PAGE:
Assuntos
Dieta Hiperlipídica/efeitos adversos , Microbioma Gastrointestinal/efeitos dos fármacos , Intestino Delgado/efeitos dos fármacos , Hepatopatia Gordurosa não Alcoólica/tratamento farmacológico , Ácido Tauroquenodesoxicólico/uso terapêutico , Animais , Células CACO-2 , Microbioma Gastrointestinal/fisiologia , Humanos , Intestino Delgado/metabolismo , Intestino Delgado/patologia , Masculino , Camundongos , Camundongos Endogâmicos C57BL , Hepatopatia Gordurosa não Alcoólica/metabolismo , Hepatopatia Gordurosa não Alcoólica/patologia , Distribuição Aleatória , Ácido Tauroquenodesoxicólico/farmacologia
8.
PLoS One ; 11(3): e0152801, 2016.
Artigo em Inglês | MEDLINE | ID: mdl-27031865

RESUMO

BACKGROUND AND AIMS: Although a range of guidelines for the diagnosis and treatment of chronic constipation has been carried out, there was very little information about the understanding on constipation. The aim of the present study was to estimate the understanding of constipation symptoms and the diagnosis and management of constipation by clinical physicians in China. METHODS: Participants were physicians and researchers in the field of gastroenterology in China who were scheduled to attend the National Conference on gastrointestinal motility (Constipation). Based on the recommendation of the Rome Foundation Board, the self-reported questionnaire was constructed. FINDINGS: Although most of the opinions on symptoms of constipation were consistent, there were still some differences. Opinions on the Bristol stool form during constipation were discordant, 34% of the doctors thought that it was type 1 and type 2, while 46%of the doctors suggested that type 3 should also be considered constipation. There was no significant difference between them (P = 0.05); We investigated the interpretation on the duration of defecation prolonged, 27% of the doctors suggested it should be longer than 10 minutes, 22% of the doctors suggested it should be longer than 20 minutes, and other 22% of the doctors suggested it should be time of defecation became longer compared to previously bowel habits, there was no significant difference among them (P = 0.38).Only 36% of the doctors thought that psychotherapy was most important in the treatment of severe constipation, while 37% of the doctors thought that medication treatment was most important in the treatment of severe constipation, there was no significant difference between them (P = 0.895). CONCLUSION: We were able to obtain valuable information about current views on symptoms of constipation and the diagnosis and treatment of constipation among Chinese doctors. Although most of the opinions were consistent there were still some differences. This study indicated that in practice in China there was a need for further study on the role of constipation symptoms and there may also be a need for better establishment of consensus guidelines for constipation.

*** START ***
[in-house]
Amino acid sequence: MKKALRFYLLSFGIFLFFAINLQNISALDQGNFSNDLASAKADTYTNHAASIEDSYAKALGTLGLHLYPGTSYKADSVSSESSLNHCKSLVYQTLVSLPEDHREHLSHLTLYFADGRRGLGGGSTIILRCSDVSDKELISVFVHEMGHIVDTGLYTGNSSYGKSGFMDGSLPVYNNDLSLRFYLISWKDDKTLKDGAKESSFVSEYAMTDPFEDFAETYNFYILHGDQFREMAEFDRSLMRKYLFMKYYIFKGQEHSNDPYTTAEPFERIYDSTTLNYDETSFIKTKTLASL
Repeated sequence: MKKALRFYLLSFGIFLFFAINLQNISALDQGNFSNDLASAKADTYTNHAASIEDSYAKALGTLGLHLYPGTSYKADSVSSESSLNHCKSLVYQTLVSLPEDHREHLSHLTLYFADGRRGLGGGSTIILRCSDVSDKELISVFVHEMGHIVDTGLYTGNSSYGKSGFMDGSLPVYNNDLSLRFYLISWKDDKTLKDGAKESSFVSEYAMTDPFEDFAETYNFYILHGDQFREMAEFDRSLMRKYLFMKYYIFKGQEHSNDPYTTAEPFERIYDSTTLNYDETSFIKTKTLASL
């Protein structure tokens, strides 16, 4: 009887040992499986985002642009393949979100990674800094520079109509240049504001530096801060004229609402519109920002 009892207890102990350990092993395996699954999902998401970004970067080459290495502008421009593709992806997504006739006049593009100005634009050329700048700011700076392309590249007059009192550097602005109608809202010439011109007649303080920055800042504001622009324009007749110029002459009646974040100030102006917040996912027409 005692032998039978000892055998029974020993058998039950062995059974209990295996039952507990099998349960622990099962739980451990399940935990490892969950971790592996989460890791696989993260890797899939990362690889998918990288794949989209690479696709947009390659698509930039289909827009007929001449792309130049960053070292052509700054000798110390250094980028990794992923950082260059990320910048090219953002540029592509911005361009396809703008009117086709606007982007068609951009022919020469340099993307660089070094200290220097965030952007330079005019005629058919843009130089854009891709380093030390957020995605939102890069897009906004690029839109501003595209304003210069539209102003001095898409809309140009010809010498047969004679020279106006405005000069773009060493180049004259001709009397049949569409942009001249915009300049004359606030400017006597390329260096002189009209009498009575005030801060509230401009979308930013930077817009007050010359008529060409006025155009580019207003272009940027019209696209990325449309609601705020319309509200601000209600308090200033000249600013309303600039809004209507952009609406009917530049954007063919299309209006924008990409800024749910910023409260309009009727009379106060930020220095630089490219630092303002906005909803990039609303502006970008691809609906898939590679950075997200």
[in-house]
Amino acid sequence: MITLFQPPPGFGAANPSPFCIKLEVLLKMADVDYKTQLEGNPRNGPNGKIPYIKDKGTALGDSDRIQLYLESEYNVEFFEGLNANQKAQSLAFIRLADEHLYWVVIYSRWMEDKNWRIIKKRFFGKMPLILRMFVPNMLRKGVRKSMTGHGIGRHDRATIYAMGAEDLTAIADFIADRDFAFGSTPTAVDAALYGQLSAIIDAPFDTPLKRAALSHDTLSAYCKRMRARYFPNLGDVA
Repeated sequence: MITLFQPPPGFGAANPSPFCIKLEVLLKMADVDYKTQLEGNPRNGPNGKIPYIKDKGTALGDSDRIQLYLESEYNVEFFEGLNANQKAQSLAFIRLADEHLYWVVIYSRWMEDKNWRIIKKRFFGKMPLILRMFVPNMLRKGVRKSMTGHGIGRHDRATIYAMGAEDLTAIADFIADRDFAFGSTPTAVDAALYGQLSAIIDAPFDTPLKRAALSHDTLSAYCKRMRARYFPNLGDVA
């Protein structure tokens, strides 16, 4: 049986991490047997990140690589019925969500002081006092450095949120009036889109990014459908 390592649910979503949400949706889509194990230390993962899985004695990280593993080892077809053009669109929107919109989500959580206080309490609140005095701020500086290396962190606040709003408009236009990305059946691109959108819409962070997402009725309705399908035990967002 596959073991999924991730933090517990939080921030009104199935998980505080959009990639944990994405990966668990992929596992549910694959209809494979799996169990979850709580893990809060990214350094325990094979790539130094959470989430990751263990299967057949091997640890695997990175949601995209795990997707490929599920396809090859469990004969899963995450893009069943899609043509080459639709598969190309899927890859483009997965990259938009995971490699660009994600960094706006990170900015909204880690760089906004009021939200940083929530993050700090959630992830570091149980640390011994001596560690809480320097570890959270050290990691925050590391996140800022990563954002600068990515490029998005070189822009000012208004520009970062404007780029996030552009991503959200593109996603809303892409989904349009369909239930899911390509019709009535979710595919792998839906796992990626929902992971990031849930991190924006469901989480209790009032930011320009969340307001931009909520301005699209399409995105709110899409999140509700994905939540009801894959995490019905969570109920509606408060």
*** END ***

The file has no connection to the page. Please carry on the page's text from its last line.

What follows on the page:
Assuntos
Constipação Intestinal/diagnóstico , Constipação Intestinal/terapia , China/epidemiologia , Constipação Intestinal/epidemiologia , Defecação , Gerenciamento Clínico , Motilidade Gastrointestinal , Humanos , Médicos
9.
Gastroenterol Res Pract ; 2014: 532734, 2014.
Artigo em Inglês | MEDLINE | ID: mdl-25386187

RESUMO

Objective. To acquire more data about the epidemiologic characteristics of constipation in different kinds of populations in China. Methods. Using "constipation" and "China" as search terms; relevant papers were searched from January 1995 to April 2014. Data on prevalence, gender, diagnostic criteria, geographical area, educational class, age, race, and physician visit results were extracted and analyzed. Results. 36 trials were included. Prevalence rates of constipation in elderly population (18.1%) and pediatric population (18.8%) were significantly higher than that in general population (8.2%). Prevalence of constipation defined by non-Rome criteria was higher than that by Rome criteria in general population. Prevalence rates of constipation were different for different geographical area. People with less education were predisposed to constipation. In pediatric population, prevalence of constipation was the lowest in children aged 2-6 years. Prevalence of constipation in ethnic minorities was higher than that in Han people. People with constipation were predisposed to FD, haemorrhoid, and GERD. Only 22.2% patients seek medical advice in general population. Conclusions. In China, prevalence of constipation was lower compared with most of other countries. The factors including female gender, diagnostic criteria, geographical area, age, educational class, and race seemed to have major effects on prevalence of constipation.